Jul
19
2009
Stewart Cink Wins British Open; Tom Watson Inspires Millions
By Stephanie Wei under General

“This ain’t a funeral. It would have been a helluva story. It wasn’t meant to be.”

Those were Tom Watson’s opening words in the press conference which followed immediately after Stewart Cink was presented the Claret Jug. Our favorite PGA tweeter beat Watson in a four hole playoff to capture his first major championship. To say it was tough to watch Watson crumble during those extra holes is an understatement.

It did feel like a funeral for some – present company included. I held it together until Watson walked up to accept the silver plate for placing second. Then I lost it for a few minutes (on several occasions, including while I wrote this post). You would have thought my dog had just died.

To Cink’s credit, coming down the stretch, he was the only guy who made a putt when it really mattered. And that’s what it comes down to winning in majors. He drained a 10-footer for birdie on the 18th hole. Rewind eight years to the ‘01 US Open. Stewie blew an eighteen inch putt on the final hole to miss the playoff between Retief Goosen and Mark Brooks. So, you could say the putt today was some sort of redemption.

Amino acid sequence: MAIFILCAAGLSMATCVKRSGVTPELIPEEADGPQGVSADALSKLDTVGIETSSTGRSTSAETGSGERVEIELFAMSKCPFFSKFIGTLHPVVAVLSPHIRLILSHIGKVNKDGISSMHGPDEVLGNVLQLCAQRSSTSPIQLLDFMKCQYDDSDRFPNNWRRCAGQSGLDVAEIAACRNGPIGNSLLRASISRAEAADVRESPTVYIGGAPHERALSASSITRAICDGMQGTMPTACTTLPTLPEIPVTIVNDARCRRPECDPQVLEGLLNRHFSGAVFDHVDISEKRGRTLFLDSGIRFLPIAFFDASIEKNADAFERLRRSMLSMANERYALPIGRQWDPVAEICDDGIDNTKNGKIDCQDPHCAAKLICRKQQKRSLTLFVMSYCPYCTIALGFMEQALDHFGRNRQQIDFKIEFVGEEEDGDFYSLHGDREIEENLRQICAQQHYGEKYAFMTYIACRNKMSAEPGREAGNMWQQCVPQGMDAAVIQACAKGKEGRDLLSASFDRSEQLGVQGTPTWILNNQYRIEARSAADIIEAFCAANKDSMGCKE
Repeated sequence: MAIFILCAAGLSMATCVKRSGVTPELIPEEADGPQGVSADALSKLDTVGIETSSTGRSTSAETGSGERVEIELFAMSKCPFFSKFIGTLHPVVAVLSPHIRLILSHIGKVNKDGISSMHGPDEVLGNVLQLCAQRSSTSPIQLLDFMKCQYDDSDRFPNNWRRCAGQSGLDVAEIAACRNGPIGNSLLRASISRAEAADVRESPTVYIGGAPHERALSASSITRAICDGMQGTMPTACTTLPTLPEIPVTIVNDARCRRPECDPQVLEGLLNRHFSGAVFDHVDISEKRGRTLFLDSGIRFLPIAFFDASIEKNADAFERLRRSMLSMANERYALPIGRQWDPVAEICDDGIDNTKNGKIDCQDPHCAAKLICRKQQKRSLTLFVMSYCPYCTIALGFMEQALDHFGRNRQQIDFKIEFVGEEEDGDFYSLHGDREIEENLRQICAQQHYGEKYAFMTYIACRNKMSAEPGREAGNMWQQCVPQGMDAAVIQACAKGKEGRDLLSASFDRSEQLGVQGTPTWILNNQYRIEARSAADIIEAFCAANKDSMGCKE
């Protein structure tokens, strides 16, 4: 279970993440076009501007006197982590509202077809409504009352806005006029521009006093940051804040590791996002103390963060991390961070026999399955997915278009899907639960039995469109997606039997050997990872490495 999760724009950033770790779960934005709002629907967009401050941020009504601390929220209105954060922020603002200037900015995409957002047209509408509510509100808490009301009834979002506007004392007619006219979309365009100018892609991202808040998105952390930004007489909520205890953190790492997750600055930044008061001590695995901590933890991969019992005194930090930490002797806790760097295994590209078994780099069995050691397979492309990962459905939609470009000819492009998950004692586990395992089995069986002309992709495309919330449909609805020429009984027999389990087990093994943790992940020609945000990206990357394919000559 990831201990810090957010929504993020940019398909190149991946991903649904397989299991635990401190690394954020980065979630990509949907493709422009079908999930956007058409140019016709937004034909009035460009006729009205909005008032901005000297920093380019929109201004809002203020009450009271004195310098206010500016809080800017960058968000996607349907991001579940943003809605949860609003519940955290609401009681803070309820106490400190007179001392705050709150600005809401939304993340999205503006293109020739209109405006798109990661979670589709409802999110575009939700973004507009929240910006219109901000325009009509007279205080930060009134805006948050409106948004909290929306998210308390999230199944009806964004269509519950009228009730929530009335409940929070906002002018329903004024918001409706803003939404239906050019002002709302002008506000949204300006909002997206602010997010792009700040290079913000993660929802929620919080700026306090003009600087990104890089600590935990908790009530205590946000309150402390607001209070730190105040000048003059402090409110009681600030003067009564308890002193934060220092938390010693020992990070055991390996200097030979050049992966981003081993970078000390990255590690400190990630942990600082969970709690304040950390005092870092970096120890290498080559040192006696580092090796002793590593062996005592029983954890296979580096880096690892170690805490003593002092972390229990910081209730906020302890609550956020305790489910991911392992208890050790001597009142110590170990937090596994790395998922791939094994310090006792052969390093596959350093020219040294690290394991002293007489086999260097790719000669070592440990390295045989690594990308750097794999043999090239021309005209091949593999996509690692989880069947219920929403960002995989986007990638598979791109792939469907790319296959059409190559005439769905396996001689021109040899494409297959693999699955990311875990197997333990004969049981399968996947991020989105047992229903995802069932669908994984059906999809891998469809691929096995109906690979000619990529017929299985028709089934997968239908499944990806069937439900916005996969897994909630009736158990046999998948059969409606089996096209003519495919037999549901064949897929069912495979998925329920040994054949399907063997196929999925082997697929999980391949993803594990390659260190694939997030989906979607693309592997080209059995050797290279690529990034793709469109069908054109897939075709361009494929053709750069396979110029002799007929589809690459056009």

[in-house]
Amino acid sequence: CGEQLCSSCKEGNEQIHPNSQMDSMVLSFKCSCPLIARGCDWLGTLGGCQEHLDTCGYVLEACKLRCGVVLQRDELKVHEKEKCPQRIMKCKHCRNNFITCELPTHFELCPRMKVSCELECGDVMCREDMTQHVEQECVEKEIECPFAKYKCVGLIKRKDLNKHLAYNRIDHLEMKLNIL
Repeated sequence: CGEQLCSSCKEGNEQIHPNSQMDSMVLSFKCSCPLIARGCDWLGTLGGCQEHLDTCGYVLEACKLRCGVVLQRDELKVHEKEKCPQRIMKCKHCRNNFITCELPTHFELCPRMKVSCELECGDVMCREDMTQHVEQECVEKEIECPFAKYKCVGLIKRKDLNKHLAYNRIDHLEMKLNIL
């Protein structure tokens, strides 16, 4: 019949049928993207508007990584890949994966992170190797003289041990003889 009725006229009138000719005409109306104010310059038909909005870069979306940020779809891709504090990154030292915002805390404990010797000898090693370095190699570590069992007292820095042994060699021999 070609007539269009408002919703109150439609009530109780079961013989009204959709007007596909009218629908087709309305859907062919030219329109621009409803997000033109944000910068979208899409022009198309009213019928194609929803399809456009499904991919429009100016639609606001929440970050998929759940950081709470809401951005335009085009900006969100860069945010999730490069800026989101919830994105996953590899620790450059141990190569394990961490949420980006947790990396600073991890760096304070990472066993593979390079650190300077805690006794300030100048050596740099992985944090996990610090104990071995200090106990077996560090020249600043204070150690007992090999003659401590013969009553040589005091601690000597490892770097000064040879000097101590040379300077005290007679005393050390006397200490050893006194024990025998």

Yesterday I wrote, “Win or lose – Tom Watson has put on a performance of a lifetime and captured our hearts. He’s already made history.”

So it happened we didn’t get our fairy tale ending with a Watson win – one that would have been the greatest moment in golfing history and the biggest sports story of the year, no less. In my mind, it still was. To watch 59-year-old Tom Watson even almost win the ‘09 British Open is the most inspiring and extraordinary golfing moment so far in my lifetime — at least one that I’m old enough to appreciate.

No doubt Cink was a deserving champion. But in a few years or maybe even less, we’ll look back and remember the ‘09 British Open as the one Watson almost won; the one where he almost became the oldest major champion in any sporting event. We’ll remember Watson’s solid ball striking and those 20-40 footers he drained. We’ll conjure up the memory of him walking up the 18th hole and waving his hat to the crowd. His performance this week might not be more impressive than Jack Nicklaus winning the Masters in ‘86, but it sure will be just as memorable, if not more. Hats off to you, Mr. Watson.

[Photo by David Cannon/Getty Images Europe]